Sympathy for the Devil

Tallbloke, and the other recipients of the second batch of stolen CRU emails, are not, as I see it, people whose actions are good for the world. They have very strange ideas about climate as a phenomenon and of climate science as a professional practice. They are on the whole deeply and damagingly wrong.

But their confusion is not illegal, and in most cases their shenanigans are well-intended. Of course, extremists are like that. But the point is that people have a right to their own minds, and to their personal machines as an extension of that basic freedom.

They were unlikely to be voluntary cooperative with the CRU investigation. As a result, there are bona fide reasons to seize their computers. Specifically, they should do so immediately, to try to find tracks in the server logs while they are still fresh, as they ought to have done the first time.

But police forces seizing computers is not something to take lightly. The potential for abuse is vast and obvious, and what cuts your enemy today may cut your friend tomorrow.

I hope that the investigations are done quickly and professionally, and that the confiscated equipment is returned intact to its owners with maximum haste and due apologies, regardless of the serious harm I believe those owners are perpetrating.

At some point there is a right to be wrong.

I am not a purist; on any issue I think there are various principles at work.

Still, when police work becomes confiscation of intellectual property, the value of free thought and free speech have to weight heavily. Taking somebody’s computer is not like taking their eggbeater or their glockenspiel. It’s serious business, and needs to be handled with care.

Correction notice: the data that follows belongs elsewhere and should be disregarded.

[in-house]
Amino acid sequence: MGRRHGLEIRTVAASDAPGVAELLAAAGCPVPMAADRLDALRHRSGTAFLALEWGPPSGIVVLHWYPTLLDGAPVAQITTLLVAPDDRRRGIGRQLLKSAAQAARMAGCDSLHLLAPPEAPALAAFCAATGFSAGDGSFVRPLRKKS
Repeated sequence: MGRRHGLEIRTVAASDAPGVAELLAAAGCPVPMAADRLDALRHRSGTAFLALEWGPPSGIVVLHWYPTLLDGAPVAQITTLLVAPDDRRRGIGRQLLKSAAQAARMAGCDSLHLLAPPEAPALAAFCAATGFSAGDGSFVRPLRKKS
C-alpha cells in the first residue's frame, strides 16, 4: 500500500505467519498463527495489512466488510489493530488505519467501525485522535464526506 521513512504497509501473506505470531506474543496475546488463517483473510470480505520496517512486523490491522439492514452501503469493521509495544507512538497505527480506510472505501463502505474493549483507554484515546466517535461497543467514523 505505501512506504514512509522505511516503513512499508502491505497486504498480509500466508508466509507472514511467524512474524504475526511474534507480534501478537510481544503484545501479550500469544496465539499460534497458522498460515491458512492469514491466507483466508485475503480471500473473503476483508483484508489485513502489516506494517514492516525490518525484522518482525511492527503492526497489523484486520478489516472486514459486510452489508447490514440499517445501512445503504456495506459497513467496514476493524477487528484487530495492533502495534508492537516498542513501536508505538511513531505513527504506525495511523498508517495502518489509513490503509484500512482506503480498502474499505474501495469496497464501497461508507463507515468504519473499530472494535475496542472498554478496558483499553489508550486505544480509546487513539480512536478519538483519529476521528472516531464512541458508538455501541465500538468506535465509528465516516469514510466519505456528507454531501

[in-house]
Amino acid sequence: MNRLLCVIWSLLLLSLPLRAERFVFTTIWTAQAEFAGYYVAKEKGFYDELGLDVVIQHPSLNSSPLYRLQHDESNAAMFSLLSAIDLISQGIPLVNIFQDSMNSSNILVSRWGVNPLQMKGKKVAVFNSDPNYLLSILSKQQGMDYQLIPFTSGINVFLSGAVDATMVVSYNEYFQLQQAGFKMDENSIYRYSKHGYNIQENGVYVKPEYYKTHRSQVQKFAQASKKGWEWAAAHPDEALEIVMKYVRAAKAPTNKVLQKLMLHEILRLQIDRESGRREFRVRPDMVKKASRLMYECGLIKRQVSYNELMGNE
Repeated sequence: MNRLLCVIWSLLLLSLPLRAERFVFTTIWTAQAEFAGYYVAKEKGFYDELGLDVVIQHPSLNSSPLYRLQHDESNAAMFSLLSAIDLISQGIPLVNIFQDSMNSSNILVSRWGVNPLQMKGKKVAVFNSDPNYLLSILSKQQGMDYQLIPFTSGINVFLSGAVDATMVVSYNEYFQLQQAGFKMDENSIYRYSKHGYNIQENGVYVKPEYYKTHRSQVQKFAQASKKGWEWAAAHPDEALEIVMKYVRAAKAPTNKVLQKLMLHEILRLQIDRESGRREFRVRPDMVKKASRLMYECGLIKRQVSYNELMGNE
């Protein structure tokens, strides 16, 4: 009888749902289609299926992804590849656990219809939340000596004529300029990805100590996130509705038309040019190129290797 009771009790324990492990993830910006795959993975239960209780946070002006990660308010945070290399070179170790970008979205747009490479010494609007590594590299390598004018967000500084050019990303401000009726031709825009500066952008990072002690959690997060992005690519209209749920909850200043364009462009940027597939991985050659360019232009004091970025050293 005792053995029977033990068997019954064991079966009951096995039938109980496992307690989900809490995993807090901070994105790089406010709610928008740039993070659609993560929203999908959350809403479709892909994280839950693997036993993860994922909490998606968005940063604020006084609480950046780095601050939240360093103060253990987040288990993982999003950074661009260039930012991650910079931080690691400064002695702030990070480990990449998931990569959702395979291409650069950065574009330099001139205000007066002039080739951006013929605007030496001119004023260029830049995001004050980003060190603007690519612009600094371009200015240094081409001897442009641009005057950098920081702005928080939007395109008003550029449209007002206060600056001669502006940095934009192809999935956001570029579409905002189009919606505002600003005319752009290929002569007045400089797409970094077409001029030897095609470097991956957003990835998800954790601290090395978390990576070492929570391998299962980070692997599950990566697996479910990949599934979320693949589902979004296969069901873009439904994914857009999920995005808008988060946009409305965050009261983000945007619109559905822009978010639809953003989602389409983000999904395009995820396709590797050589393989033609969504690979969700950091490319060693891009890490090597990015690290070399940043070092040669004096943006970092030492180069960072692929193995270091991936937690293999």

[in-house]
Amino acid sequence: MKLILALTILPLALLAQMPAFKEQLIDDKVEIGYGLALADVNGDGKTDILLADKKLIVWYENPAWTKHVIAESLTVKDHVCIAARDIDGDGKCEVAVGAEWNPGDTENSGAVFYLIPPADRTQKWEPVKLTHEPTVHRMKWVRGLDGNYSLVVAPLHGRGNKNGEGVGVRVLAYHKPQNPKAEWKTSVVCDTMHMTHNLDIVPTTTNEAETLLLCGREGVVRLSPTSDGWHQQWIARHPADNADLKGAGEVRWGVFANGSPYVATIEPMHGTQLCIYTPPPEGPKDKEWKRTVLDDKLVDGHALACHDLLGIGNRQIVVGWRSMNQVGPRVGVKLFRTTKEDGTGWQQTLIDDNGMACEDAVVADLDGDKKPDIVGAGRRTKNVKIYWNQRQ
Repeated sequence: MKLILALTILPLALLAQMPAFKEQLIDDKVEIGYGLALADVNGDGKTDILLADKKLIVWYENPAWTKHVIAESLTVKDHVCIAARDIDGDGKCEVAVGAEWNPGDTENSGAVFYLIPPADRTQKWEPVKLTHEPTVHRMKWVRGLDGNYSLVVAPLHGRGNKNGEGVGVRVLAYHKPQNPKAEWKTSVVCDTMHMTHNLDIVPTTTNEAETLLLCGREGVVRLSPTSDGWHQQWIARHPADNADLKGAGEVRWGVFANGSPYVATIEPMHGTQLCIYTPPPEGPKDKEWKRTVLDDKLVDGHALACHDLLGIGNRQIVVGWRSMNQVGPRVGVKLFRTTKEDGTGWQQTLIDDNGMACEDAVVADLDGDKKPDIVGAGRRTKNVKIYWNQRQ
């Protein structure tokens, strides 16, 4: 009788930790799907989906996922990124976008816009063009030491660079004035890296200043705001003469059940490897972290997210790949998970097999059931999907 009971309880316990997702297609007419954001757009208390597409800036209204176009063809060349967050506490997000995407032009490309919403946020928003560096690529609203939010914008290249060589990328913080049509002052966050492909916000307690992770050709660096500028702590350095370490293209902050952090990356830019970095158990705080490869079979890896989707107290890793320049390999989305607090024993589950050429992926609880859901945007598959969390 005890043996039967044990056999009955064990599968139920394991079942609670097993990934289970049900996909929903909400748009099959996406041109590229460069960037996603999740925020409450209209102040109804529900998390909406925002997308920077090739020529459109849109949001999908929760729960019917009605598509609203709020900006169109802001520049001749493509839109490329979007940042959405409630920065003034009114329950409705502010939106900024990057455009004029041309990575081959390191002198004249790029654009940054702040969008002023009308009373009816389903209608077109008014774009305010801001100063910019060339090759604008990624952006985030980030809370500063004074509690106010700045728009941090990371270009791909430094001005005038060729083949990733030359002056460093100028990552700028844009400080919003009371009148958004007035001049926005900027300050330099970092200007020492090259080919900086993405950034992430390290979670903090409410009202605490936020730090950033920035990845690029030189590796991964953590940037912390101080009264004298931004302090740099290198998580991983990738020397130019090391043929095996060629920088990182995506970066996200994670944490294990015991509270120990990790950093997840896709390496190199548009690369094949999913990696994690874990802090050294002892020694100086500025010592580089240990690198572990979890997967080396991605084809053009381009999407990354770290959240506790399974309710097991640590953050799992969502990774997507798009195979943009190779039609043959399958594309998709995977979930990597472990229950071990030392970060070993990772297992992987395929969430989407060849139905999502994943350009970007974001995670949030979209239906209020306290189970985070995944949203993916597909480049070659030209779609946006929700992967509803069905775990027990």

1. Some possible corrections and questions about your post:

    1. Tallbloke and the others did not receive "stolen" emails. Links to the location of the emails were posted on Tallbloke's blog (which isn't hosted from his home, btw).

    2. The links to the emails were posted on servers which hosted Tallbloke's (and the others) blog. The servers were not located at Tallbloke's home, so there was no need to confiscate Tallbloke's computers in order to determine who posted the link to the emails. This information most like would be found in the server logs for the blogs, not on an individual's personal computer.

    3. "Stolen" emails... It's never been proved that the emails were stolen via hacking, and most people who have looked into it say that it is more likely that they were released by a whistle-blower inside the CRU.

    The emails in question were the subject of several FOIA requests, which the scientists in questions (Jones and others at the CRU) were actively trying to ignore and were discussing deleting these emails in an attempt to avoid the FOIA requests. Destruction of emails which are the subject of FOIA requests would be considered destruction of evidence, which would be a crime (at lease in most other circumstances, but apparently this time it's different).

    4. "They have very strange ideas about climate as a phenomenon..." Could you be more specific? Not accepting that a trace gas measured in parts per million controls the climate isn't really "a strange idea". Asking to see the data that people are using to create policies that will affect billions of people and could conceivably cost trillions of dollars isn't a "strange idea". Especially when the emails show that there was a concerted effort (a "conspiracy" if you will) by the scientists at the CRU to keep the data hidden. Science is about openess and skepticism. If you won't release your data or your methodology, why should you expect anyone take what you say as truthful?

    5. "...and in most cases their shenanigans are well-intended." Again, could you be specific as to their "shenanigans"?

    6. Extremists? An ad hominem that is really unnecessary and could be a form of projection.

    7. "...there are bona fide reasons to seize their computers". What are those reasons? " try to find tracks in the server logs while they are still fresh..." If they want to find tracks in the server logs, they probably won't find them in the personal computers of Tallbloke and the others, so again, what are the "bona fide reasons" to seize personal computers?